Kyle Jamieson's memorable debuts: 'Don't know if I can really believe how it all unfolded'

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Kyle Jamieson: I'll remember the Test series against India for the rest of my life (0:48)

New Zealand bowler Kyle Jamieson recalls his Test debut and winning both Test matches in dominant fashion (0:48)

When debutant Kyle Jamieson came to the crease in New Zealand's second ODI of a three-match series against India they were 197 for 8 after 41.3 overs. Ross Taylor was at the other end, but needed some support to help New Zealand post a competitive total.

So what was going through Jamieson's mind?

"If I'm honest, I wanted to get off the mark. I wanted to get a run and that was about as much as I was thinking," Jamieson told ESPNcricinfo. "Just don't get out, just try and get off the mark. At least you can say you got an international run."

Jamieson did slightly better than get off the mark. He contributed an unbeaten 25 to a 76-run stand to take New Zealand to 273.

"We weren't in great shape at that point," Jamieson said. "It actually makes your role a lot simpler, [thinking] how do we get through the 50 overs and then as we move on, how do I keep getting Ross on strike?"

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However, Jamieson's job wasn't done. Playing in the team as a bowler, he was largely responsible for defending New Zealand's score. Although India's usual openers Rohit Sharma and Shikhar Dhawan were out due to injury, Jamieson knew how dangerous youngster Prithvi Shaw was.

"We were lucky we played an A series the week before which sort of enabled me to seen guys like Prithvi Shaw and play against them for a few times," he said. "He took us to the cleaners in a couple of those games so I was just like, alright, don't want to give him too much, don't want to start off my international career from a bowling point of view going for too many boundaries."

Shaw, playing in his second ODI, started off strongly with six boundaries in the first four overs. New Zealand made their first bowling change and gave the ball to Jamieson. In his first over as an international bowler, he knocked over Shaw's stumps to deliver the breakthrough.

"To get that first wicket, [it was] very emotional, but it also just gets you into the game," he added. "Right, I'm underway, I can come back to my role."

After dismissing Navdeep Saini late in the contest to pick up his second wicket, Jamieson was awarded Man of the Match. His 25 proved to be crucial in a 22-run win for the home side.

New Zealand swept the one-day series 3-0 then attention turned to the two World Test Championship matches. Having come off a dismal tour against Australia - losing 3-0 with defeats by 296 runs, 247 runs and 279 runs - during which Jamieson was called up as an injury replacement but did not play, they needed to bounce back quickly against India.

The No. 1-ranked Test side were still a major threat despite some injuries and appeared to be running away with the WTC six months into the competition. Given each match was worth 60 points in the standings, the series could've essentially sealed, signed and delivered India to the WTC final.

For Jamieson, this was the next challenge. It's one thing to perform well in two limited-overs matches; it's another to bring that effort consistently over five days.

As it turned out, five days ended up being too optimistic for India. Jamieson took four wickets on debut in Wellington, including Cheteshwar Pujara and Virat Kohli, but his signature moment arrived in the second Test in Christchurch when he claimed his maiden five-wicket haul.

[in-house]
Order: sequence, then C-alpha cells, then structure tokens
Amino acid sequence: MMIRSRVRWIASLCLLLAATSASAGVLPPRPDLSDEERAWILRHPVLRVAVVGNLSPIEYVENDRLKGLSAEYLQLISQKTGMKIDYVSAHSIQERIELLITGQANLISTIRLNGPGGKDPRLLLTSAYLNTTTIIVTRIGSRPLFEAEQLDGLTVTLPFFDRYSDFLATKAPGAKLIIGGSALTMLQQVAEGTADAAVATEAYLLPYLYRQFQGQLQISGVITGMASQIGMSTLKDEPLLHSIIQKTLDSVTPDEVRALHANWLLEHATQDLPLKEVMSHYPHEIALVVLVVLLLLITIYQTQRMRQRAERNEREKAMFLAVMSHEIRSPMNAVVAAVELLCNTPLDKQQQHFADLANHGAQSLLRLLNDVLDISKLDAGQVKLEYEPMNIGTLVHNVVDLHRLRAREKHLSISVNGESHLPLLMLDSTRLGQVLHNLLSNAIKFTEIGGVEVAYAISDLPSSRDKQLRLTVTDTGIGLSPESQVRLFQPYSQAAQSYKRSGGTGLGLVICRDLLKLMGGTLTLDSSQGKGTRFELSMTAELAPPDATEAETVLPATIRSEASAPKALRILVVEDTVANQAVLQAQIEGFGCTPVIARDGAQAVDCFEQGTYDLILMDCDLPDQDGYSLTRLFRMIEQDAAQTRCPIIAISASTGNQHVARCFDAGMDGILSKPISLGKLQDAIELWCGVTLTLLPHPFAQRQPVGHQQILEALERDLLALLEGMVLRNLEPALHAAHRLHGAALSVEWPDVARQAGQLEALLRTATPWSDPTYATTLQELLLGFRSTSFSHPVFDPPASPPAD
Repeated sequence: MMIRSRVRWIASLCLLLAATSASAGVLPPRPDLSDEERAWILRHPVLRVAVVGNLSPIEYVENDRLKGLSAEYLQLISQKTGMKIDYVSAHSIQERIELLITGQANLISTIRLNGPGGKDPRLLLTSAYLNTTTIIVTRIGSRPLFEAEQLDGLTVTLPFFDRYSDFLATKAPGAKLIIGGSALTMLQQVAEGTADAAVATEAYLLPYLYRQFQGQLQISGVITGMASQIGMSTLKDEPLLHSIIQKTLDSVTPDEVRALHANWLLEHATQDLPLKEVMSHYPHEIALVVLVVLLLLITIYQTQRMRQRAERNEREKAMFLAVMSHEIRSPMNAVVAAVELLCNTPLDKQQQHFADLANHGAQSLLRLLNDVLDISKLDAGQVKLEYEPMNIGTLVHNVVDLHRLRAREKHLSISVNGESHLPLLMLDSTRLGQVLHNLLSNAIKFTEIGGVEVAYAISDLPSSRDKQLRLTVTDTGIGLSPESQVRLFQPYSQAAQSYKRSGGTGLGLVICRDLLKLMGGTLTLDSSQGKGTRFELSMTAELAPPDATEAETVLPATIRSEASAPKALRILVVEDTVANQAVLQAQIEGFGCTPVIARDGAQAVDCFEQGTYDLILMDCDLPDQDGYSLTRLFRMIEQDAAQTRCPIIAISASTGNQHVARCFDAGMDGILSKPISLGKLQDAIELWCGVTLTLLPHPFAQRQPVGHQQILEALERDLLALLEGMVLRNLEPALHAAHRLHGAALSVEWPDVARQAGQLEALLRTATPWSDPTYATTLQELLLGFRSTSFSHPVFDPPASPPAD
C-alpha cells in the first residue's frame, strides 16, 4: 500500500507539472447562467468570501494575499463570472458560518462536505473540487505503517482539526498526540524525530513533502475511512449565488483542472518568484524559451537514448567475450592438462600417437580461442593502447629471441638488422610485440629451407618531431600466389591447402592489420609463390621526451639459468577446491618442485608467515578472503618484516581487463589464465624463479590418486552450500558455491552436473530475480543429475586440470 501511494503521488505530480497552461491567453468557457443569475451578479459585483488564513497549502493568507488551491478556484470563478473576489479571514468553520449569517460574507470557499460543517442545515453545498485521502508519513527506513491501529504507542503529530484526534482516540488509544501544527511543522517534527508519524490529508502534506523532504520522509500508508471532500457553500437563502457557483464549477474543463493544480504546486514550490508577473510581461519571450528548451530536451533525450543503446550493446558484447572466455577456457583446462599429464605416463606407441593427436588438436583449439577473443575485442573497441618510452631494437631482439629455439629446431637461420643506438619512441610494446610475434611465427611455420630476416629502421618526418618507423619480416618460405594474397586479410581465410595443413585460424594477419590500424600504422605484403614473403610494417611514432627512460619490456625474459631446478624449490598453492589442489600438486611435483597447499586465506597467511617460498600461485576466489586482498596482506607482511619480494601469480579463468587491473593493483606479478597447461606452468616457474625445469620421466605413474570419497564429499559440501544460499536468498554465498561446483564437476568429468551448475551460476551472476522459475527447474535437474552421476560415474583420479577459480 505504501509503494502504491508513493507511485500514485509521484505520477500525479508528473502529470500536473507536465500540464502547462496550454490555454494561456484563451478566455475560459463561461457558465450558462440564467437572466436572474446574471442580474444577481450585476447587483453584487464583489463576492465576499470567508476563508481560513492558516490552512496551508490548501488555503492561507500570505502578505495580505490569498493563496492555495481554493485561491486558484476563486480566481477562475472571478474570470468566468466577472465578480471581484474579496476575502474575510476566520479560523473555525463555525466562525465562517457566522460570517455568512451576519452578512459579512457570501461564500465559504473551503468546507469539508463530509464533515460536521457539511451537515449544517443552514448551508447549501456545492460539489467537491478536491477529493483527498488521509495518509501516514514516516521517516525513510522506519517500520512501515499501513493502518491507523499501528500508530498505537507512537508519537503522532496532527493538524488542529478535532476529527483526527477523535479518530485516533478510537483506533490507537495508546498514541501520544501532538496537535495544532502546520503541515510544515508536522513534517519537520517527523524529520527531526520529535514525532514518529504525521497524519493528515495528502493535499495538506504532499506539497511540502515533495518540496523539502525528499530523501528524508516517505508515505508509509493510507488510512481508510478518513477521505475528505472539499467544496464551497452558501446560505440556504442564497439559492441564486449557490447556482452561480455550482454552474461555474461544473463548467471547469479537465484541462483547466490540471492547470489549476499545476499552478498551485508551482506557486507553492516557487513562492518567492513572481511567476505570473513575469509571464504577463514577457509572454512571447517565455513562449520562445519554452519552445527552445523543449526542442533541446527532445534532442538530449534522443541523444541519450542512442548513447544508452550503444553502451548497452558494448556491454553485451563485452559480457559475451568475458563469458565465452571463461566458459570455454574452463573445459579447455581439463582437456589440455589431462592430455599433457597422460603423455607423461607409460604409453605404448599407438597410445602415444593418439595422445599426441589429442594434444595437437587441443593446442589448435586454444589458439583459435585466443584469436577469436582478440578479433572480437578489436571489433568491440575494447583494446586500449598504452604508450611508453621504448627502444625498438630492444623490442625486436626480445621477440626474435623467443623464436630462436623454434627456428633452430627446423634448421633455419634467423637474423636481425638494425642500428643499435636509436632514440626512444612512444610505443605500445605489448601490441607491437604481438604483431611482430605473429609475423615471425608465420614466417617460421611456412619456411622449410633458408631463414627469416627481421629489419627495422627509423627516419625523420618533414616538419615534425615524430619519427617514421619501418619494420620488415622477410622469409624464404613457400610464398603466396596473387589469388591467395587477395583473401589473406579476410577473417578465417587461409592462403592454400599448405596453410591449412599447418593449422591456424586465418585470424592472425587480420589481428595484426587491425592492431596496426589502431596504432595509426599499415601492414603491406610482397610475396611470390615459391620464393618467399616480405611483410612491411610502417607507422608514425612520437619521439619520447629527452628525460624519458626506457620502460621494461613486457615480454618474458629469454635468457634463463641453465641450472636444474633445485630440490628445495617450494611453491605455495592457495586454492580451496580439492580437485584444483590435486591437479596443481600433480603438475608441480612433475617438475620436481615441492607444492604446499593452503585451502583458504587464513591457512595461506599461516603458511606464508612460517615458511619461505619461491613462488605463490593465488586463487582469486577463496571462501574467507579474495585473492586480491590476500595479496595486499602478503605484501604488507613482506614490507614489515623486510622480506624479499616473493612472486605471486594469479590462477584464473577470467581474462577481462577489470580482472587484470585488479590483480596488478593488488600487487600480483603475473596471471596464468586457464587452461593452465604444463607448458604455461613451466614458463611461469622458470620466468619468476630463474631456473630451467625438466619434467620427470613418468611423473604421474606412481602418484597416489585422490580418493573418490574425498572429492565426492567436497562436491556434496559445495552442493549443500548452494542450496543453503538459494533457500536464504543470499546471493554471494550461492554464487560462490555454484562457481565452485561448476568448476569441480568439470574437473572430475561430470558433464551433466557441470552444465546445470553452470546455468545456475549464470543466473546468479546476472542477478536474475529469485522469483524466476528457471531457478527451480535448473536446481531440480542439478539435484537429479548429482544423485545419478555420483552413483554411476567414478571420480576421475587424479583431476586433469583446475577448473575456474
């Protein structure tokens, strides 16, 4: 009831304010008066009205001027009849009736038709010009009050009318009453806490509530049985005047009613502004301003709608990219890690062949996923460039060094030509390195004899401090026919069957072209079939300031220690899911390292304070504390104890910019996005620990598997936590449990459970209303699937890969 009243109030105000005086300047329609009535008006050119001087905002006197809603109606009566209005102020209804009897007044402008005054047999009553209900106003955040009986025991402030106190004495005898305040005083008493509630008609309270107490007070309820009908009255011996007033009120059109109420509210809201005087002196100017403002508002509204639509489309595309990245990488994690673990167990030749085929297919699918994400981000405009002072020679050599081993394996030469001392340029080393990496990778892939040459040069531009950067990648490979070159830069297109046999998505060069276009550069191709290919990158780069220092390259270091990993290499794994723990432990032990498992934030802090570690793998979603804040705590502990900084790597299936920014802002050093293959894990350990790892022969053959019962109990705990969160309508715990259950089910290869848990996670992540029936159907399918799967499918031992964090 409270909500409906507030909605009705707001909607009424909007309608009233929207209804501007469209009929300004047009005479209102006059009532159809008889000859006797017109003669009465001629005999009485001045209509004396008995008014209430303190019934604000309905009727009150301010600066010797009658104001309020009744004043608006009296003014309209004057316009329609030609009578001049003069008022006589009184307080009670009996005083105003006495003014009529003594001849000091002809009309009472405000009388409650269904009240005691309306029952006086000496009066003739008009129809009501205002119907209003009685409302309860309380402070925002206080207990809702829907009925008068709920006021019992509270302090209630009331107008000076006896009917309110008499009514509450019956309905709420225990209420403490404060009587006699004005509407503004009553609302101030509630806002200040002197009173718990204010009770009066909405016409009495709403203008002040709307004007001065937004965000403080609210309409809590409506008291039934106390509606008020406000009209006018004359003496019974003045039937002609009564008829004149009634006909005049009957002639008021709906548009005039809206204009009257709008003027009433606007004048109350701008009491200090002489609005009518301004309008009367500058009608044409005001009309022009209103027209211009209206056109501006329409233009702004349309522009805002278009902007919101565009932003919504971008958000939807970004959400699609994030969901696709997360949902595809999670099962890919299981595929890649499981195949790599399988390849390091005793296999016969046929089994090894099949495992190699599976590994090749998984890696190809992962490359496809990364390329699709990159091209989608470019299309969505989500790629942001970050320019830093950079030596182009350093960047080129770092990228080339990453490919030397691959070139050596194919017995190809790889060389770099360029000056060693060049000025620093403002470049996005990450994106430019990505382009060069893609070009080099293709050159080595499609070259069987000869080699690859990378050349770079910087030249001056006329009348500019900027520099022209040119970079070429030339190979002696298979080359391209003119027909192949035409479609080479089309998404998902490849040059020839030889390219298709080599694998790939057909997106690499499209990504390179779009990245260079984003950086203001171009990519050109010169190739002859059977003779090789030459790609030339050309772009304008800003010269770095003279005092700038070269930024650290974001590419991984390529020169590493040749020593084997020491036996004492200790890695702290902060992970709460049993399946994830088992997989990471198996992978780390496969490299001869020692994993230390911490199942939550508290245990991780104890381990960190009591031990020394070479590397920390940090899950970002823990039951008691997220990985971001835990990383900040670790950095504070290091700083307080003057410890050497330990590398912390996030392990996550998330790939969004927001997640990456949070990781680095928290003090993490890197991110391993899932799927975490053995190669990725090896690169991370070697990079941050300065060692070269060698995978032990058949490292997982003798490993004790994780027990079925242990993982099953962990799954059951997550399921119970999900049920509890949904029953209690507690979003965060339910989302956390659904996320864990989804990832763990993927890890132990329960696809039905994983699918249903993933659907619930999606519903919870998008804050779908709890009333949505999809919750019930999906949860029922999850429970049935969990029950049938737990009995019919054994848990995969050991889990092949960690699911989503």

"As a fan of the Blackcaps team and watching the Test side being so settled for so long with some world class players, to kind of all of sudden be sitting in that dressing room and winning a Test match, it's something that I'll remember for the rest of my life," he said. "Just being able to soak up that experience of playing such a world-class team like India and being in our dressing room and being able to find a way to contribute to a couple of Test wins."

The wickets were only part of Jamieson's contributions. He made 44 in the first Test and came one run short of a half-century in the second. After his runs in his ODI debut, Jamieson was showcasing his batting prowess in the Test format.

"I think we saw in both those Tests how vital lower order runs can," Jamieson said. "Whilst our main roles as bowlers is to take wickets and to restrict runs, if you can add 10, 20, 30 runs, it's very important."

Jamieson sees himself developing as an allrounder, although he admits he's more of a "net batter than a match batter" at this stage of his career. "I grew up as a batter mostly and it's certainly one of my loves. I'm still trying to master it. I've got a passion for it and I love working on it."

All four matches Jamieson played resulted in New Zealand victories and he earned two Man of the Match awards. For the 25-year old, the stature of his team-mates was just as memorable as his early success on the pitch.

"It's pretty weird when you think about it, really. I remember that 2015 World Cup just how the whole nation got in behind that and it was such an awesome ride and I think everyone was so proud to be a Kiwi in that moment," he said. "To play against those guys at the domestic level occasionally and then just to be sitting in the dressing room with guys that have been playing for a fair chunk of the time I've been watching cricket, being involved in bowling meetings, it's pretty special. It's what you dream of as a kid and it's a 'pinch yourself' moment."

It is still to be confirmed when New Zealand will resume international action, although November is shaping as a likely start to the home season, but Jamieson's future looks bright. "[It was] certainly a crazy three or four weeks," he said. "I don't even know now if I can really believe how it kind of all unfolded."